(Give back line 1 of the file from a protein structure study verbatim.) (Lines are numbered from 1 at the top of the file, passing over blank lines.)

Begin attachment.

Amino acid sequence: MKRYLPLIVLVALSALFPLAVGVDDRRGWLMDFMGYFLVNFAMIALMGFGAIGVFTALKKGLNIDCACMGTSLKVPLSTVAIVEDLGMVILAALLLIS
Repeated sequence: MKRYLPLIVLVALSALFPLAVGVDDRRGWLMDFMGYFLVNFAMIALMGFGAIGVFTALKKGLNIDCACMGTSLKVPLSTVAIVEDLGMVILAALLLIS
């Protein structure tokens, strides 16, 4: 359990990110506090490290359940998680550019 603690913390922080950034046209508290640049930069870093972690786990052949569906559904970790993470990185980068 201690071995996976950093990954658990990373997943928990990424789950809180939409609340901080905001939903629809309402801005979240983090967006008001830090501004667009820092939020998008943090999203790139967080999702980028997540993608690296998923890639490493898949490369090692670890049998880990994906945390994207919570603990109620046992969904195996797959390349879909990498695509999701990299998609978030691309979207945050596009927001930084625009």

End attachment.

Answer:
Amino acid sequence: MKRYLPLIVLVALSALFPLAVGVDDRRGWLMDFMGYFLVNFAMIALMGFGAIGVFTALKKGLNIDCACMGTSLKVPLSTVAIVEDLGMVILAALLLIS